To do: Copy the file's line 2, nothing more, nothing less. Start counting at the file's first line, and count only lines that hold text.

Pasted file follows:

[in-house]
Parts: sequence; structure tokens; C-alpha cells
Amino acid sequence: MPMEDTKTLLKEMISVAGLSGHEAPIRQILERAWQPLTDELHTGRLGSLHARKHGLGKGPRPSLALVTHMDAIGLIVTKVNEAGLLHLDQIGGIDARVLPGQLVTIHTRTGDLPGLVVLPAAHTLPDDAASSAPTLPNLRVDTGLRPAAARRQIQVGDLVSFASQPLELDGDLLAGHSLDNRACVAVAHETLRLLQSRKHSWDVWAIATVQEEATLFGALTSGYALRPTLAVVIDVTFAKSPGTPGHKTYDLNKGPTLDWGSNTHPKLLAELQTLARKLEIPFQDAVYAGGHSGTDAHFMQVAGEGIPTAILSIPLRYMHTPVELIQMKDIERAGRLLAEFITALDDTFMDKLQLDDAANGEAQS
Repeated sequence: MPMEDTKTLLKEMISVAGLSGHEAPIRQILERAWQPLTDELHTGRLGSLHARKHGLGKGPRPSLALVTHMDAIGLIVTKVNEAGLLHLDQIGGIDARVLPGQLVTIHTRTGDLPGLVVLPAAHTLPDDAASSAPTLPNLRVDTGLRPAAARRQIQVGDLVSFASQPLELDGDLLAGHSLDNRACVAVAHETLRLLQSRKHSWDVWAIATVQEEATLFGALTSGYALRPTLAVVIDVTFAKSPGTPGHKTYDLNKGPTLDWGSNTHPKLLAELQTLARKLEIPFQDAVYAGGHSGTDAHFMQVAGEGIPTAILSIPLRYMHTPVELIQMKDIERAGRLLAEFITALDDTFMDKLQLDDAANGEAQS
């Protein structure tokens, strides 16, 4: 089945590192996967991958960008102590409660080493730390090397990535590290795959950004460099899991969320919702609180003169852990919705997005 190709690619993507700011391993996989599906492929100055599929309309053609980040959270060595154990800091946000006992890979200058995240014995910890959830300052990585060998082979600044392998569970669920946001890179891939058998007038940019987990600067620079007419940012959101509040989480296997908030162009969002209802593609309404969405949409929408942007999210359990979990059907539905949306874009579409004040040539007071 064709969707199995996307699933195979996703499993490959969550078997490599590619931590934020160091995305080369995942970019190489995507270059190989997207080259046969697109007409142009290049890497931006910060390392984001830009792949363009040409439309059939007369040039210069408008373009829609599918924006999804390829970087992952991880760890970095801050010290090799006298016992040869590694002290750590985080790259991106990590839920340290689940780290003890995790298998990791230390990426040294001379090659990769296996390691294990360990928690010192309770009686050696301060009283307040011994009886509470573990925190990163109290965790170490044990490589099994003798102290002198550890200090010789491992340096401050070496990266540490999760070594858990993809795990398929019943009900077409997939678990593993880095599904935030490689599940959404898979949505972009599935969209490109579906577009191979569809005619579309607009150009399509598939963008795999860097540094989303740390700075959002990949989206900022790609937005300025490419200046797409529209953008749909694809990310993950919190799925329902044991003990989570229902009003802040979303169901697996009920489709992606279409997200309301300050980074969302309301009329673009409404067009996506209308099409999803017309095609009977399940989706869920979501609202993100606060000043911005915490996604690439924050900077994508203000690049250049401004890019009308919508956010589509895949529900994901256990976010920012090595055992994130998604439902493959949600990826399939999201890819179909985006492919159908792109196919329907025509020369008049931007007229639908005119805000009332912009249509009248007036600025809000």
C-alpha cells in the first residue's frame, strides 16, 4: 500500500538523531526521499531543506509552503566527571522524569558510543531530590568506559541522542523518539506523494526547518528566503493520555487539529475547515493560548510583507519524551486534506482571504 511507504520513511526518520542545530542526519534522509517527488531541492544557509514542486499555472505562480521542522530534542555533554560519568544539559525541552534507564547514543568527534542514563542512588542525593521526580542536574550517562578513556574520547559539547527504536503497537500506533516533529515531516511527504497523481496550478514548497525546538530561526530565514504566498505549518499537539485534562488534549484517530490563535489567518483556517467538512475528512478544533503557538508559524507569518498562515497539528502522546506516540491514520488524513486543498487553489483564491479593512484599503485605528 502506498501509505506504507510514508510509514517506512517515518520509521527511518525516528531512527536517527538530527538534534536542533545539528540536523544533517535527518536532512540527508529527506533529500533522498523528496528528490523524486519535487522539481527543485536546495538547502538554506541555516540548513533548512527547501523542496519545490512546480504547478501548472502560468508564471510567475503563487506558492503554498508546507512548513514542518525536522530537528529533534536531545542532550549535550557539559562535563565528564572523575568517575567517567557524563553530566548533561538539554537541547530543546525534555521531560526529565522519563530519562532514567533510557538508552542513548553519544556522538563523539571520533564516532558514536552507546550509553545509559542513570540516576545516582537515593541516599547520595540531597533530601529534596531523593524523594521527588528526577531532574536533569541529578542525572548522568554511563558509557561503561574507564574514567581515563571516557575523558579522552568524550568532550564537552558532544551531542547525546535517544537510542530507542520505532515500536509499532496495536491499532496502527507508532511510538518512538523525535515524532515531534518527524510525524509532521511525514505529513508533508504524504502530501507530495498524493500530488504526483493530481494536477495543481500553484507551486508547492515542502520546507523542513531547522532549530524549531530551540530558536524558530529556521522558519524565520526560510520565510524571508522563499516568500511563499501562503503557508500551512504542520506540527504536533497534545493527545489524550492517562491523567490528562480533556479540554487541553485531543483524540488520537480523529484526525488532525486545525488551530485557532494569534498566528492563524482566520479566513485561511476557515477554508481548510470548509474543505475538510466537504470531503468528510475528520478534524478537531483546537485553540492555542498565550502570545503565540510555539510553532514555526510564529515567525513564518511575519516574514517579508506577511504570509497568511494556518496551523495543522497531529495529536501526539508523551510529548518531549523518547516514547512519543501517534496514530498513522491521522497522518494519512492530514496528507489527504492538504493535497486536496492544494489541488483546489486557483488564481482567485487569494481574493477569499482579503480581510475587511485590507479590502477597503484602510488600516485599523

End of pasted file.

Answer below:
Parts: sequence; structure tokens; C-alpha cells